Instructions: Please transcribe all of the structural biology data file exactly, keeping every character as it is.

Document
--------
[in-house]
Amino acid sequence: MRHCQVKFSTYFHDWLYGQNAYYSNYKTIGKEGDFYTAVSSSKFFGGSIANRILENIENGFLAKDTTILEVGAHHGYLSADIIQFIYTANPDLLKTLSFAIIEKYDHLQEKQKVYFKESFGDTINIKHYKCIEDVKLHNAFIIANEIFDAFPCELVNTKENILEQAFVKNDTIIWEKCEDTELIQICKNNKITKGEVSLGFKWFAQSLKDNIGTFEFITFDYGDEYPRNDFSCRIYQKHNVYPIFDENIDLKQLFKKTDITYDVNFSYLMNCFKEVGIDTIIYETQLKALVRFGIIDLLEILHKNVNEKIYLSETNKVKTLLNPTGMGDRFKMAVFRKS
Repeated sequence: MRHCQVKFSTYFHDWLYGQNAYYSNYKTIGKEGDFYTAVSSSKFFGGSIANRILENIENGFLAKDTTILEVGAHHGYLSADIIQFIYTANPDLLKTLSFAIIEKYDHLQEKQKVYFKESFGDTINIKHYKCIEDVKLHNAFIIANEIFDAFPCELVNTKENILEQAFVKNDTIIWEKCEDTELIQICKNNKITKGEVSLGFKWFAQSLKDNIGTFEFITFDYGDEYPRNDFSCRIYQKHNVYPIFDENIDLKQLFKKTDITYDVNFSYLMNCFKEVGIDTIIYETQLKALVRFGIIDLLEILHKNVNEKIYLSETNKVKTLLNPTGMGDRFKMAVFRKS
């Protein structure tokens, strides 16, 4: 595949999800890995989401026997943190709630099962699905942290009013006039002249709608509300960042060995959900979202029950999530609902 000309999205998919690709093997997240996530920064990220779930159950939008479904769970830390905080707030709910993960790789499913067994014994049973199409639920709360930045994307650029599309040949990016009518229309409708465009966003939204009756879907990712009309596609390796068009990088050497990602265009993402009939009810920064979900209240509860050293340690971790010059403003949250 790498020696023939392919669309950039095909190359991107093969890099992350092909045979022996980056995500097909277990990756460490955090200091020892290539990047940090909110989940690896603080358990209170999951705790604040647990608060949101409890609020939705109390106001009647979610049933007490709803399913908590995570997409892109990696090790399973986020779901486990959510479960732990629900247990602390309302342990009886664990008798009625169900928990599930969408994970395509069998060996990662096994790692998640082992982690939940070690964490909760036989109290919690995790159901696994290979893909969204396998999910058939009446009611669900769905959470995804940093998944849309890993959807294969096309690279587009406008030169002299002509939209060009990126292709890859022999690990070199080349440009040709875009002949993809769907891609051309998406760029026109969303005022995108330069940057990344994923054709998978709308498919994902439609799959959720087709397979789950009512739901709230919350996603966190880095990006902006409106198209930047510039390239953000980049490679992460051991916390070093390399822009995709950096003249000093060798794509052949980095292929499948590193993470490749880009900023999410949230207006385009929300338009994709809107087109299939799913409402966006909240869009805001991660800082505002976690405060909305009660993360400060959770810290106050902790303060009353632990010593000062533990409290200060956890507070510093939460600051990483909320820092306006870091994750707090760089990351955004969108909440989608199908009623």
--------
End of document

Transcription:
[in-house]
Amino acid sequence: MRHCQVKFSTYFHDWLYGQNAYYSNYKTIGKEGDFYTAVSSSKFFGGSIANRILENIENGFLAKDTTILEVGAHHGYLSADIIQFIYTANPDLLKTLSFAIIEKYDHLQEKQKVYFKESFGDTINIKHYKCIEDVKLHNAFIIANEIFDAFPCELVNTKENILEQAFVKNDTIIWEKCEDTELIQICKNNKITKGEVSLGFKWFAQSLKDNIGTFEFITFDYGDEYPRNDFSCRIYQKHNVYPIFDENIDLKQLFKKTDITYDVNFSYLMNCFKEVGIDTIIYETQLKALVRFGIIDLLEILHKNVNEKIYLSETNKVKTLLNPTGMGDRFKMAVFRKS
Repeated sequence: MRHCQVKFSTYFHDWLYGQNAYYSNYKTIGKEGDFYTAVSSSKFFGGSIANRILENIENGFLAKDTTILEVGAHHGYLSADIIQFIYTANPDLLKTLSFAIIEKYDHLQEKQKVYFKESFGDTINIKHYKCIEDVKLHNAFIIANEIFDAFPCELVNTKENILEQAFVKNDTIIWEKCEDTELIQICKNNKITKGEVSLGFKWFAQSLKDNIGTFEFITFDYGDEYPRNDFSCRIYQKHNVYPIFDENIDLKQLFKKTDITYDVNFSYLMNCFKEVGIDTIIYETQLKALVRFGIIDLLEILHKNVNEKIYLSETNKVKTLLNPTGMGDRFKMAVFRKS
């Protein structure tokens, strides 16, 4: 595949999800890995989401026997943190709630099962699905942290009013006039002249709608509300960042060995959900979202029950999530609902 000309999205998919690709093997997240996530920064990220779930159950939008479904769970830390905080707030709910993960790789499913067994014994049973199409639920709360930045994307650029599309040949990016009518229309409708465009966003939204009756879907990712009309596609390796068009990088050497990602265009993402009939009810920064979900209240509860050293340690971790010059403003949250 790498020696023939392919669309950039095909190359991107093969890099992350092909045979022996980056995500097909277990990756460490955090200091020892290539990047940090909110989940690896603080358990209170999951705790604040647990608060949101409890609020939705109390106001009647979610049933007490709803399913908590995570997409892109990696090790399973986020779901486990959510479960732990629900247990602390309302342990009886664990008798009625169900928990599930969408994970395509069998060996990662096994790692998640082992982690939940070690964490909760036989109290919690995790159901696994290979893909969204396998999910058939009446009611669900769905959470995804940093998944849309890993959807294969096309690279587009406008030169002299002509939209060009990126292709890859022999690990070199080349440009040709875009002949993809769907891609051309998406760029026109969303005022995108330069940057990344994923054709998978709308498919994902439609799959959720087709397979789950009512739901709230919350996603966190880095990006902006409106198209930047510039390239953000980049490679992460051991916390070093390399822009995709950096003249000093060798794509052949980095292929499948590193993470490749880009900023999410949230207006385009929300338009994709809107087109299939799913409402966006909240869009805001991660800082505002976690405060909305009660993360400060959770810290106050902790303060009353632990010593000062533990409290200060956890507070510093939460600051990483909320820092306006870091994750707090760089990351955004969108909440989608199908009623």